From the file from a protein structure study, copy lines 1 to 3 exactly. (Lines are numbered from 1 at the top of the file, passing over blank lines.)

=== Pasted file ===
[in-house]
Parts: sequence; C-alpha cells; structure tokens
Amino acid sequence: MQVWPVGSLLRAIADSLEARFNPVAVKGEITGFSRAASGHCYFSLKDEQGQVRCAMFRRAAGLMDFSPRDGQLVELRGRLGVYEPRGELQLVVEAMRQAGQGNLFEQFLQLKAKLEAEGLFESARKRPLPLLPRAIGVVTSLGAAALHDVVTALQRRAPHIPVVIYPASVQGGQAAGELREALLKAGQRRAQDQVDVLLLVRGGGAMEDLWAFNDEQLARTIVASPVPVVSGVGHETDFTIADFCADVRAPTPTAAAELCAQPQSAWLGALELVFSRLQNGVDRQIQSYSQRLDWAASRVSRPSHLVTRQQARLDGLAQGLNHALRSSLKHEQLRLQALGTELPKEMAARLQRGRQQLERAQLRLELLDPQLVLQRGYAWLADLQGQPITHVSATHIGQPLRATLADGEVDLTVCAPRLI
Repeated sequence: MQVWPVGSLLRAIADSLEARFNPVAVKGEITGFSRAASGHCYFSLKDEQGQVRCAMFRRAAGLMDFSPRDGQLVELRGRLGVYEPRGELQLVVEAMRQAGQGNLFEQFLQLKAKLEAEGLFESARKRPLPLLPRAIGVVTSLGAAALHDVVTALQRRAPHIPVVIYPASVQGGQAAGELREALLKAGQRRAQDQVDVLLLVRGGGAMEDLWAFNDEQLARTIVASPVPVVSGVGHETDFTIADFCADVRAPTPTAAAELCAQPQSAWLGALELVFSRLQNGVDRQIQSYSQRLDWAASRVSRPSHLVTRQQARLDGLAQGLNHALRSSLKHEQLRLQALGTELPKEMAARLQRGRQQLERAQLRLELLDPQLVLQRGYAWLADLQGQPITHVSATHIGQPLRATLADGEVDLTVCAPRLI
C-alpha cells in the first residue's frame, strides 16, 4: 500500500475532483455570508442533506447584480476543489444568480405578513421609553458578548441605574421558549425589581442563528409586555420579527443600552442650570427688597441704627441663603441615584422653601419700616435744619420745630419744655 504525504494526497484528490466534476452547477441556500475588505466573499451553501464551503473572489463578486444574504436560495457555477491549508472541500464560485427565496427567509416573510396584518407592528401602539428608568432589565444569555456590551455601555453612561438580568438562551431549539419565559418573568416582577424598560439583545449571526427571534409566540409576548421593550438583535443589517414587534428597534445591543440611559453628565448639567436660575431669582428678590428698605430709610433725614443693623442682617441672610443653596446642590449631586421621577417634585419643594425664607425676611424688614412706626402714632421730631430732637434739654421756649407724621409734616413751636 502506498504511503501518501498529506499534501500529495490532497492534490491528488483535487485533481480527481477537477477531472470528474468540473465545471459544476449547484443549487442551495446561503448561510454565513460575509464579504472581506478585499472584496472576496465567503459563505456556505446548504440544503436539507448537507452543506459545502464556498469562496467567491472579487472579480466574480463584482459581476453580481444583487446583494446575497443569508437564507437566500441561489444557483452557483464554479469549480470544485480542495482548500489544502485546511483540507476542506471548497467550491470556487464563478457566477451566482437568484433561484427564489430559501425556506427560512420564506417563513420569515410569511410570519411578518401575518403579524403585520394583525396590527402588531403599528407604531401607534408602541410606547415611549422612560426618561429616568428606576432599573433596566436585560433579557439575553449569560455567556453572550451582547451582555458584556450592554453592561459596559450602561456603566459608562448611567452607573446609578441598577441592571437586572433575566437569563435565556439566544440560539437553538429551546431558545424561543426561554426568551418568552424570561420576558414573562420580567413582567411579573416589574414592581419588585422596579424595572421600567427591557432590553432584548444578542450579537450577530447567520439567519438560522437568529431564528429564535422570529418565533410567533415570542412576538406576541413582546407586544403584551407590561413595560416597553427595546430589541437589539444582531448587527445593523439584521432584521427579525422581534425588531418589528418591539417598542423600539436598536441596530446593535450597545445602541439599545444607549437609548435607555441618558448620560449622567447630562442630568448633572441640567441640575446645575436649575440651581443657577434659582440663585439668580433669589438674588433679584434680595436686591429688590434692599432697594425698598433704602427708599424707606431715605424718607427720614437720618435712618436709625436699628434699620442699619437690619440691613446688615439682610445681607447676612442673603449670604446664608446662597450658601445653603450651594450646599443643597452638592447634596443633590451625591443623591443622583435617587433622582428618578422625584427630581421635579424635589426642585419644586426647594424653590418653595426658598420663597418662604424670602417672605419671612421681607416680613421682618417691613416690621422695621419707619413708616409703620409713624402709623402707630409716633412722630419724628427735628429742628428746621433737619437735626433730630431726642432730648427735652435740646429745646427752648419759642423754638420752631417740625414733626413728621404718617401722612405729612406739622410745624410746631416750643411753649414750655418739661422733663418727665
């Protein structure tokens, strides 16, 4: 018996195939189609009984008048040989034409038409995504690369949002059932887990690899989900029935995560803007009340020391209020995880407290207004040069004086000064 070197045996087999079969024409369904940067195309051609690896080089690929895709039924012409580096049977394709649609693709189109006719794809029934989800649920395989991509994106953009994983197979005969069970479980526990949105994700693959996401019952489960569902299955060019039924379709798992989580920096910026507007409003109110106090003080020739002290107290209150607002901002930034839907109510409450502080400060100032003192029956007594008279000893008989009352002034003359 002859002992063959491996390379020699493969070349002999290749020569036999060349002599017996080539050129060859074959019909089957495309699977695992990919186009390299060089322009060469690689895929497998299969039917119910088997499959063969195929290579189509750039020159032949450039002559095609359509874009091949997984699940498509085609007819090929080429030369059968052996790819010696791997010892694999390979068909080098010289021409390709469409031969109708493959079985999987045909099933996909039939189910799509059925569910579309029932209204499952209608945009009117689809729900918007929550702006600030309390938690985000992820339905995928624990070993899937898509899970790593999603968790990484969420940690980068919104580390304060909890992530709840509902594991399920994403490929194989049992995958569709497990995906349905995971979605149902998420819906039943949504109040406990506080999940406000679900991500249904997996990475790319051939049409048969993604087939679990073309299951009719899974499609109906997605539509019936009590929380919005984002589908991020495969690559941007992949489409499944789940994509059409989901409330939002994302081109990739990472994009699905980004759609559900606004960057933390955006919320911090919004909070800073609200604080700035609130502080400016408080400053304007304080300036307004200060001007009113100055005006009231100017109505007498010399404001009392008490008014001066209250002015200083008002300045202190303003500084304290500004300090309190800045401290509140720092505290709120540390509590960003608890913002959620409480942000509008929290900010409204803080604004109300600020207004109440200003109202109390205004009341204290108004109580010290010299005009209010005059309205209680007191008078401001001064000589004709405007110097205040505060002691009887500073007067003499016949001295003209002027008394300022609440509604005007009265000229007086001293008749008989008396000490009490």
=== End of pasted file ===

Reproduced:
[in-house]
Parts: sequence; C-alpha cells; structure tokens
Amino acid sequence: MQVWPVGSLLRAIADSLEARFNPVAVKGEITGFSRAASGHCYFSLKDEQGQVRCAMFRRAAGLMDFSPRDGQLVELRGRLGVYEPRGELQLVVEAMRQAGQGNLFEQFLQLKAKLEAEGLFESARKRPLPLLPRAIGVVTSLGAAALHDVVTALQRRAPHIPVVIYPASVQGGQAAGELREALLKAGQRRAQDQVDVLLLVRGGGAMEDLWAFNDEQLARTIVASPVPVVSGVGHETDFTIADFCADVRAPTPTAAAELCAQPQSAWLGALELVFSRLQNGVDRQIQSYSQRLDWAASRVSRPSHLVTRQQARLDGLAQGLNHALRSSLKHEQLRLQALGTELPKEMAARLQRGRQQLERAQLRLELLDPQLVLQRGYAWLADLQGQPITHVSATHIGQPLRATLADGEVDLTVCAPRLI